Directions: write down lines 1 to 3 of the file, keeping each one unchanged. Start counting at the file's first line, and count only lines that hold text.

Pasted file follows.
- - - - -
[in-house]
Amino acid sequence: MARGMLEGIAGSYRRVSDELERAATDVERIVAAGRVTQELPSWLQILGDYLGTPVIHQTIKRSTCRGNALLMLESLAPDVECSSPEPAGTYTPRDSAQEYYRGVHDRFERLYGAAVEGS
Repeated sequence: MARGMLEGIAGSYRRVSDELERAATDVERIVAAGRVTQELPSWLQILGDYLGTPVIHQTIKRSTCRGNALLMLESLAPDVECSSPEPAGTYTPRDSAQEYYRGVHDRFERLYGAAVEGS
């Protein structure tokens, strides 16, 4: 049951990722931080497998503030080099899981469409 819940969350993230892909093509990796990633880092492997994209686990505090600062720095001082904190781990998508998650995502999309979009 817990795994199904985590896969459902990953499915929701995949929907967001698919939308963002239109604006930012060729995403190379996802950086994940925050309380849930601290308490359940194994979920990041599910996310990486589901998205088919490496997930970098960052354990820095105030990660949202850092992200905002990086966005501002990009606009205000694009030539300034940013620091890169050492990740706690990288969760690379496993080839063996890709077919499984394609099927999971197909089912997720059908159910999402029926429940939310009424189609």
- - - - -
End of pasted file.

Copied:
[in-house]
Amino acid sequence: MARGMLEGIAGSYRRVSDELERAATDVERIVAAGRVTQELPSWLQILGDYLGTPVIHQTIKRSTCRGNALLMLESLAPDVECSSPEPAGTYTPRDSAQEYYRGVHDRFERLYGAAVEGS
Repeated sequence: MARGMLEGIAGSYRRVSDELERAATDVERIVAAGRVTQELPSWLQILGDYLGTPVIHQTIKRSTCRGNALLMLESLAPDVECSSPEPAGTYTPRDSAQEYYRGVHDRFERLYGAAVEGS